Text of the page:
WASHINGTON Economic growth continued to improve gradually in January and early February as consumer spending picked up and the country's battered housing market maintained a broad-based recovery, the Federal Reserve said on Wednesday.
In a cautiously optimistic report from its 12 regional branches that delivered largely positive feedback from business contacts, the U.S. central bank also highlighted downside risks caused by ongoing budget battles in Washington.
"Reports from the twelve Federal Reserve districts indicated that economic activity generally expanded at a modest to moderate pace since the previous Beige Book," the Fed said.
The report was close in tone to the previous Beige Book, released on January 16, and did not alter the outlook for continued aggressive Fed action to support a tepid recovery which faces headwinds and uncertainty, notably from U.S. fiscal policy.
"For the Fed, it's slow progress, but not enough to alter its rate of asset purchases," said economist Yelena Shulyatyeva at BNP Paribas in New York.
U.S. growth slumped to a mere 0.1 percent annual pace in the final three months of last year. But the Fed expects the economy to maintain a gradual recovery, helped by near-zero interest rates and its own massive bond buying program to spur borrowing. It is currently buying bonds at a $85 billion monthly pace.
The Beige Book, which draws on the extensive contacts maintained by regional Fed banks with their local business communities, was prepared in this instance by the Kansas City Federal Reserve, based on data collected on or before February 22.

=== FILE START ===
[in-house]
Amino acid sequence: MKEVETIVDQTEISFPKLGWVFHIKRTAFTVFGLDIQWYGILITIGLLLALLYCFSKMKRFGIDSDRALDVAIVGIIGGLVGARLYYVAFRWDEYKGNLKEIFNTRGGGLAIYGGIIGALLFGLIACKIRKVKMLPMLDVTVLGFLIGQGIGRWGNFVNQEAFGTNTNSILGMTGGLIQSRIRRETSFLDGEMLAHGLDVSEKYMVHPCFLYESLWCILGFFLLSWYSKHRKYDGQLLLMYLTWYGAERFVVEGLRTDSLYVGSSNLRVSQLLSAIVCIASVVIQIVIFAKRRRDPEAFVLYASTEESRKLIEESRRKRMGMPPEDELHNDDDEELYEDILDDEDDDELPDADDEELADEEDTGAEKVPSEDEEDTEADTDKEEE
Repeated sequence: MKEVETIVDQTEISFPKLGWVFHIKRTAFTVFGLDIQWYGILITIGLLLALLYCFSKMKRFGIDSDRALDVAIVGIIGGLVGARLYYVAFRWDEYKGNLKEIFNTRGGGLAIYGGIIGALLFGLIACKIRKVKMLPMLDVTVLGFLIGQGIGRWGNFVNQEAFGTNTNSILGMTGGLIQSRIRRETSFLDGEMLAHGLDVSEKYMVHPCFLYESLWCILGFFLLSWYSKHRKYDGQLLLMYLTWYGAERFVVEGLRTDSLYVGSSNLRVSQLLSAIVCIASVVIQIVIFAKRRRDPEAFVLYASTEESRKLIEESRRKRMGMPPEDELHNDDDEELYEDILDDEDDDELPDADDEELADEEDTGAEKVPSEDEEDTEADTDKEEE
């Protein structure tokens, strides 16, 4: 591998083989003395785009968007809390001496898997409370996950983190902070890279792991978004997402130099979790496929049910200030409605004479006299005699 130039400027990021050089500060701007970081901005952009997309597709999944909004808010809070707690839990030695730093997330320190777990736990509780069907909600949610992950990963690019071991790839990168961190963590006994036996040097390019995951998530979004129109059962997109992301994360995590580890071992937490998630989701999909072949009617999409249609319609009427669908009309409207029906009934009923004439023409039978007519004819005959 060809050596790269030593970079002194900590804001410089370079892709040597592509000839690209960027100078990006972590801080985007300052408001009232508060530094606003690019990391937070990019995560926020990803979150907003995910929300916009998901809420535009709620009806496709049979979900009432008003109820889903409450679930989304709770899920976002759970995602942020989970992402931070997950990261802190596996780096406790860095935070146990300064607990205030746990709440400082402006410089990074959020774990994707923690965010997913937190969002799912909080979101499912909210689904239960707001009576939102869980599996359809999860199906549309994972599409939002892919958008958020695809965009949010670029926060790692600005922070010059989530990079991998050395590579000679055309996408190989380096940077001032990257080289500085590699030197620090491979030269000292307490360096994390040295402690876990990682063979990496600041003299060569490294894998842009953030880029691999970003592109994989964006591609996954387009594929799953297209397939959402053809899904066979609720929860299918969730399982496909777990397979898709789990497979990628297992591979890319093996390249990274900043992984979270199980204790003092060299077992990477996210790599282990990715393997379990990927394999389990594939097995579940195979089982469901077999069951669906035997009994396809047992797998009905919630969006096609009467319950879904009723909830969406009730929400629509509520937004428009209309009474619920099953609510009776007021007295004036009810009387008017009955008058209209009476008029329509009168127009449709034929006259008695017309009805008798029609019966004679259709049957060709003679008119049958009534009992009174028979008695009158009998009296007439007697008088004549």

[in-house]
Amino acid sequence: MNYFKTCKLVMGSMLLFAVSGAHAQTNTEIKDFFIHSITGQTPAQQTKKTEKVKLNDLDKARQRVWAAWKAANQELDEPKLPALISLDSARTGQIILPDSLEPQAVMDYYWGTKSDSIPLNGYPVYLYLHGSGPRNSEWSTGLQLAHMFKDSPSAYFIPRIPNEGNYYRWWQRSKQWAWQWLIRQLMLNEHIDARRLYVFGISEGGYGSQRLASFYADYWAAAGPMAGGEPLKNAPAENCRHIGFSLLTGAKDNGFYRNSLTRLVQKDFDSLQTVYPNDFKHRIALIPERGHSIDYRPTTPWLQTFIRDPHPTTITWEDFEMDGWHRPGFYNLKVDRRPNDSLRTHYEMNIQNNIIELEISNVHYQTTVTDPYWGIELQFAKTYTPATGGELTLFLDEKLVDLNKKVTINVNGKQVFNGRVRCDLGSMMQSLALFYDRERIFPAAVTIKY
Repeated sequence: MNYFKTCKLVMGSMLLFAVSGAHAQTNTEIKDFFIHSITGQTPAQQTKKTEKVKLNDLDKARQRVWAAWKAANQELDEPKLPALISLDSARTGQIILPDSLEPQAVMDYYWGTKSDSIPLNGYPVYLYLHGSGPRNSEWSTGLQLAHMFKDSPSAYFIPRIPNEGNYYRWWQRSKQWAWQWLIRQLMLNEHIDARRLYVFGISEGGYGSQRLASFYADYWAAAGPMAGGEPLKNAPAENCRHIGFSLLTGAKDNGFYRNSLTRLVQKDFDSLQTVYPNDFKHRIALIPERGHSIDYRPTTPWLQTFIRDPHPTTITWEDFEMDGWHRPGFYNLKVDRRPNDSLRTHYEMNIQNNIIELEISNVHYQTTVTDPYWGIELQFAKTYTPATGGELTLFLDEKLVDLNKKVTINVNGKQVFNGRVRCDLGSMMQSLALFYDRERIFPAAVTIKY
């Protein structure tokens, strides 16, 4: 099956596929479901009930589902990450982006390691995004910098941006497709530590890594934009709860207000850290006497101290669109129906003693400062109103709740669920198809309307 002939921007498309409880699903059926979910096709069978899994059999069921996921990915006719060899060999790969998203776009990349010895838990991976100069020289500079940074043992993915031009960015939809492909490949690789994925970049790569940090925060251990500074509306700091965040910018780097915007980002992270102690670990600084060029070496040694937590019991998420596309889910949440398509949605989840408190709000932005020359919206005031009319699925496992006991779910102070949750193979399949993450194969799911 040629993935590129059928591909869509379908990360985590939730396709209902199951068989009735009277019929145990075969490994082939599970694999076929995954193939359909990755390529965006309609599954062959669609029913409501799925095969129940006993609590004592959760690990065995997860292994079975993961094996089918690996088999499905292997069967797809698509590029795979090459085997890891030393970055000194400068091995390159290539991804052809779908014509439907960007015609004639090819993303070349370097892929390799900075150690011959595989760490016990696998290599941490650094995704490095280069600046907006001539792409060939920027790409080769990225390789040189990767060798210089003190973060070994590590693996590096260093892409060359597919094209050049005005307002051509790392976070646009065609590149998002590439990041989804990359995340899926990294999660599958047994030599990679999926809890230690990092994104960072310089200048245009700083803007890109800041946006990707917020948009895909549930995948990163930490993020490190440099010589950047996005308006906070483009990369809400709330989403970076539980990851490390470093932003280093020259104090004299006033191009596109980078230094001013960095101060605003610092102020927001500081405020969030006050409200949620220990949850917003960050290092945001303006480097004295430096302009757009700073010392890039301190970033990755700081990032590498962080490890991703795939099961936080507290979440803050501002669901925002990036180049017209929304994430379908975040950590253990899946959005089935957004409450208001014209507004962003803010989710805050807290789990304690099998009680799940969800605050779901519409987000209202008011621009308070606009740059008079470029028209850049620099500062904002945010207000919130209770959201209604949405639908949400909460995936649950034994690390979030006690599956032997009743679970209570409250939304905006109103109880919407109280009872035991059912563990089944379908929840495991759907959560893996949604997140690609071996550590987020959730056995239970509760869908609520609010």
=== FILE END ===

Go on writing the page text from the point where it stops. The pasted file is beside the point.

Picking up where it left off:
"Five districts reported that economic growth was moderate in January and early February, and five districts reported that activity expanded at a modest pace," it said. Boston's region expanded slowly and Chicago reported a slow pace of growth.
"This was perhaps a small step down from the previous Beige Book in which all districts reported either modest or moderate growth," said JP Morgan economist Daniel Silver in a note.
Although consumer spending picked up, retail sales slowed in several districts. Many of the 12 regional Feds pinned the blame on the expiration of a payroll tax holiday in January, higher gasoline prices and the impact of new healthcare laws.
"Many Districts noted rising gasoline prices and fiscal policy as having a negative effect on consumer sales," it said.
Washington is fighting a bitter partisan battle over automatic spending cuts that began to bite on March 1 and could restrain growth by 1.5 percentage points this year. With political gridlock hampering fiscal policy, the central bank has kept the printing presses pumping at full speed.
Fed Chairman Ben Bernanke argued in congressional testimony last week that its aggressive policy actions have had a visible impact on housing and demand for autos, and the Beige Book confirmed that these sectors were perking up.
"Residential real estate markets strengthened in nearly all Districts and home prices rose amid falling inventories across much of the country," it said, while noting that "automobile sales were strong or solid (in) most districts."
The Fed has held interest rates near zero since late 2008 and has tripled the size of its balance sheet to around $3 trillion since then through a controversial bond buying program.
These asset purchases are designed to lower longer-term borrowing costs and the Fed pledges to keep them up until it sees a substantial improvement in the outlook for the U.S. labor market. U.S. unemployment was a lofty 7.9 percent in January.
Critics say bond buying, also called quantitative easing, risks future inflation, but the central bank said there was no sign of higher input prices being passed along to consumers.
"Price pressures remained modest, with the exception of increases in prices for certain raw materials and slightly higher retail prices in several districts," the Fed said. "Even with some input costs rising, most district contacts did not plan to increase selling prices."
On the other hand, while most districts saw a 'modest' improvement in labor market conditions, wage pressures remained limited, although there were some signs of shortages for certain skilled workers, the Fed said.
(Additional reporting by Richard Leong in New York; Editing by Neil Stempleman, Andrew Hay and Nick Zieminski)